EU pork: Formidable competitor, but production challenges mounting
Annual drop in production projected to reach nearly 5%, due to input costs, continued spread of ASF and compliance with environmental restrictions.
Source: U.S. Meat Export Federation (USMEF)
via National Hog Farmer - Sep 14, 2022
Collectively the European Union is the world's second-largest pork producer (behind only China) and the largest exporter by a considerable margin. In 2021, the EU exported 5.4 million metric tons of pork and pork variety meat, valued at $15.7 million – down modestly from the record year of 2020, when China's demand for imported pork was at its peak.
With shipments to China continuing to trend downward this year, the EU's January-June exports totaled just over 2.3 million mt, 23% below the year-ago pace, and value fell 28% to $6.4 billion (includes markets outside the EU-27 only, excludes intra-EU trade).
Despite some EU member states being ineligible for China due to African swine fever, China accounted for 56% of the EU's total export volume in 2020 and 46% in 2021. In the first half of this year, China remained the leading export market for EU pork but its share of the EU's total exports fell to 30%.
The downturn in demand from China has resulted in large volumes of European pork in search of alternative destinations, and at lower prices. In the first half of 2022, the EU's "other than China" exports reached nearly 1.6 million mt, up 23% year-over-year, with the top volume markets being the United Kingdom, the Philippines, Japan, South Korea, Australia, the United States, Cote d’Ivoire, Taiwan and Ukraine.
EU pork production declining, especially in Germany and Poland ...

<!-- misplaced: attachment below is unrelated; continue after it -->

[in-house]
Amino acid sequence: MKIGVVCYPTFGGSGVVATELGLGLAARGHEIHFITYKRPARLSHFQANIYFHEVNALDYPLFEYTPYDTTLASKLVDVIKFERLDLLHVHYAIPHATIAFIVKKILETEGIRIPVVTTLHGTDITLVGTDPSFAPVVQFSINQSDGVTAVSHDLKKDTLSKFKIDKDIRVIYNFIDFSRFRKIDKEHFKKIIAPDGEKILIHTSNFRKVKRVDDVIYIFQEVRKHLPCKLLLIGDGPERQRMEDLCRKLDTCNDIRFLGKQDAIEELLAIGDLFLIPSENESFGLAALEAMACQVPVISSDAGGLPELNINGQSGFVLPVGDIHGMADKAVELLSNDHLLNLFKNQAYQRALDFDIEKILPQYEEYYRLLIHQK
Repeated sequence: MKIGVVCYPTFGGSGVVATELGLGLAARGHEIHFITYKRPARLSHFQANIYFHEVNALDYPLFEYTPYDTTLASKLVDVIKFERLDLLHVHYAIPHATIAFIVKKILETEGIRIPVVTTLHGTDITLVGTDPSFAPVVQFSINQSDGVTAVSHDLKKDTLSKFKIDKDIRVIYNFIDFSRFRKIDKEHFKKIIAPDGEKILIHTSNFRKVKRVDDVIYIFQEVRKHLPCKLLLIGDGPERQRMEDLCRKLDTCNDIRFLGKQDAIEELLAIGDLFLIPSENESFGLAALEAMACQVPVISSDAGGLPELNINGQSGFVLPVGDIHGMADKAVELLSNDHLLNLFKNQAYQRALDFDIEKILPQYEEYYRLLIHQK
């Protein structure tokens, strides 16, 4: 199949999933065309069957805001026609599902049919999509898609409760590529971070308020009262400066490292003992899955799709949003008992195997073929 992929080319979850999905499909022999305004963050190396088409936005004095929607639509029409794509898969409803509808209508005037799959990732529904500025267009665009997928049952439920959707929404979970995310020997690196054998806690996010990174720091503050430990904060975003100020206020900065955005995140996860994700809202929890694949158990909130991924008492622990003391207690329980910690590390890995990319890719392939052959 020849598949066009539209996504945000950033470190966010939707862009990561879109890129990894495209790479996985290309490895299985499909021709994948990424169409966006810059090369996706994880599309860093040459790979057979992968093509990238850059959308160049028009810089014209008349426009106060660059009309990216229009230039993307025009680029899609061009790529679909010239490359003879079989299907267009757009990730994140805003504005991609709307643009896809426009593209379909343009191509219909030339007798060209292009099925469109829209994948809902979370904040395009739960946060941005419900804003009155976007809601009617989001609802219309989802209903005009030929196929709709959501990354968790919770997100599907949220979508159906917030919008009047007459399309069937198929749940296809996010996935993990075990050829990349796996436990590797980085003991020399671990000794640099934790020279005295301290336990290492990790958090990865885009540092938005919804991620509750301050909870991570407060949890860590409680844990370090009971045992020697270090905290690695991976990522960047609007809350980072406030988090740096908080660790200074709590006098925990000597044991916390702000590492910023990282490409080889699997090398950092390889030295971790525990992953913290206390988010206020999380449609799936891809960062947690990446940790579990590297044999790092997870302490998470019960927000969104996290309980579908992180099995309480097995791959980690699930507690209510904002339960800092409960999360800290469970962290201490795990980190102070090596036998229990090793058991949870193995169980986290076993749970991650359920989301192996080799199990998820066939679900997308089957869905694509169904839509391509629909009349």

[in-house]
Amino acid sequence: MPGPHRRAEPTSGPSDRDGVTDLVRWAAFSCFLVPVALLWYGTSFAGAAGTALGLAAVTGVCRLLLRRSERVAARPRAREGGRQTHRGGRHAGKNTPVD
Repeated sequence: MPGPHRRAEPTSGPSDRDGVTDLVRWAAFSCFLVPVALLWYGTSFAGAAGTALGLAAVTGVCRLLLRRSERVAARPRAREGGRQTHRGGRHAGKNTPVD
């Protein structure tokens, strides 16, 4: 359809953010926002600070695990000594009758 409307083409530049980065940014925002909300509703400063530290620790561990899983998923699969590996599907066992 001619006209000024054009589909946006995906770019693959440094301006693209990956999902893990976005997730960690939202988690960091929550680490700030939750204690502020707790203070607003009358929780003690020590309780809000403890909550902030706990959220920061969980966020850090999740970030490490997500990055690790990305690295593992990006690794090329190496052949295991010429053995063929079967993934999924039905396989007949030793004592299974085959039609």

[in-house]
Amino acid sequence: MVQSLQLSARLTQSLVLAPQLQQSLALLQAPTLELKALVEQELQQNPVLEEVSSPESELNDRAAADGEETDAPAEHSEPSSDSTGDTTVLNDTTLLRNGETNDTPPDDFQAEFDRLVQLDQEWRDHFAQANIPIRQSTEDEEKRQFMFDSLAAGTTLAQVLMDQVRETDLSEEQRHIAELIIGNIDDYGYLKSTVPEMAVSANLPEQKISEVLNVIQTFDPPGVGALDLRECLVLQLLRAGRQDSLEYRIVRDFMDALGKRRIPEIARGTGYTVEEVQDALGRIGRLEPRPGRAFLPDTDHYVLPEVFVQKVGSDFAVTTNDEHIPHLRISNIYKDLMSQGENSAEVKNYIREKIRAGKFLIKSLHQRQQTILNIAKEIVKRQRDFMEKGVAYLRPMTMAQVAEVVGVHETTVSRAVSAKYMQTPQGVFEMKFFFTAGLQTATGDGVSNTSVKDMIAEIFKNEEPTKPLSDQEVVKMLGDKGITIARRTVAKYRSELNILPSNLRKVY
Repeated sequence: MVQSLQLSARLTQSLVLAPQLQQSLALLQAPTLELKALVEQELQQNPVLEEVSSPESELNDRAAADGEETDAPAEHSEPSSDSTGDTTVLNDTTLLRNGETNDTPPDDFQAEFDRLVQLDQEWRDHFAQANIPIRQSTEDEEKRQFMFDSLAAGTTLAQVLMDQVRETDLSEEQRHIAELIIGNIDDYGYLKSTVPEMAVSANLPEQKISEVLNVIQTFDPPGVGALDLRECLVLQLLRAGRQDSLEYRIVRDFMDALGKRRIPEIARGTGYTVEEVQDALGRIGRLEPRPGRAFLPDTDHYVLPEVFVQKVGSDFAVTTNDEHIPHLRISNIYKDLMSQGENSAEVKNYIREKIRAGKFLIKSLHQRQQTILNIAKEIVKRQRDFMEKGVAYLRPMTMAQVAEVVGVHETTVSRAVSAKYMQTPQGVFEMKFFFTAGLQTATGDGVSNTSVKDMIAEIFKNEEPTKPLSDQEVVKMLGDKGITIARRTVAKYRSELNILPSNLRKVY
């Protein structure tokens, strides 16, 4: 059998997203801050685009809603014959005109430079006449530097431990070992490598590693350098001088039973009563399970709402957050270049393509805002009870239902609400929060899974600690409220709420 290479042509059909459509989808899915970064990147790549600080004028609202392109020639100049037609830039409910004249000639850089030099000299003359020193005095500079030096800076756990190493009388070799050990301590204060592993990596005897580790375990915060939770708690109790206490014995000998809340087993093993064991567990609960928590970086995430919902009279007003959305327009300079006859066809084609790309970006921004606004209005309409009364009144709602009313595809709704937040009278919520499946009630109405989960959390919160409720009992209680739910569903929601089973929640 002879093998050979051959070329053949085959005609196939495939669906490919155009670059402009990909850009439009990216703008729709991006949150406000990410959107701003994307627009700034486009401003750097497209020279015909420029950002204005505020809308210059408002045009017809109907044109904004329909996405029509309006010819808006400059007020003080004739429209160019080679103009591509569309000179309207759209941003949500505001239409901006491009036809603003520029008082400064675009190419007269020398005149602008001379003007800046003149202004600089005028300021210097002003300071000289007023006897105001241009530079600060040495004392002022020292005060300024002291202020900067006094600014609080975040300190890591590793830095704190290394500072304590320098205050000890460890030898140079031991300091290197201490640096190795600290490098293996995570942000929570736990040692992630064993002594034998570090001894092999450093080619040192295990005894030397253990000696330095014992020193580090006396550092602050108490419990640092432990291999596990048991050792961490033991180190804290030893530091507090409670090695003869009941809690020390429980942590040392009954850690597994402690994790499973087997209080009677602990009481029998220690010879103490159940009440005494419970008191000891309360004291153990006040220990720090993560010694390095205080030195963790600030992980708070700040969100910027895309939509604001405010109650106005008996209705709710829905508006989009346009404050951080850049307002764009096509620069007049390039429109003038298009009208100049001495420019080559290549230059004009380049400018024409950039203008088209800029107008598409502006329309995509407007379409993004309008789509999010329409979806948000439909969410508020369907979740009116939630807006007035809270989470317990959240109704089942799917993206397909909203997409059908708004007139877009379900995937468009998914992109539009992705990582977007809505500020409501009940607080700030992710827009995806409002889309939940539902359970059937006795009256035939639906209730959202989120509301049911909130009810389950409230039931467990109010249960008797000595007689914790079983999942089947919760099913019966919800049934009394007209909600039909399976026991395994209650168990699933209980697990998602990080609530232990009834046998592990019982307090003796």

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Authorities intervene as Chinese pork prices soar
By Meghan Taylor, Pig World (UK)
September 14, 2022
The Chinese authorities have had to dip into the country’s national meat reserves for the first time, after Chinese pork prices reached new highs in August.
Reporter Helen Davidson wrote in an article for the Guardian that the cost of pork in China recorded the highest month-on-month increase of 25.6% in July, followed by an average price rise of 22.5% in August.
This recent rise in demand was attributed to a high demand for pork as we go into the Chinese holiday season – with the mid-autumn festival and China’s National Day on October 1 – and the high cost of feed and the lagging impact of the reduction in pig breeding stocks in 2021.
Ms Wang, a manufacturing worker in Zhuhai, China, told the Guardian that in the holiday season there is a growing need for pork, as ‘families and friends gather together to enjoy meals’.
As such, the Chinese authorities have had to dip into their frozen ‘reserve’ supply of pork, to ensure an ample supply of the meat for the holidays; the country’s reserve is maintained as part of a vital stabilisation policy and, in March, the government announced that it was buying 38,000 tonnes of pork after prices fell.
Ensuring price stability and supply was related to the “vital interests of the masses,” said Dr Wang Zuli, an expert in pig production monitoring and early warnings at the Chinese Academy of Agricultural Sciences...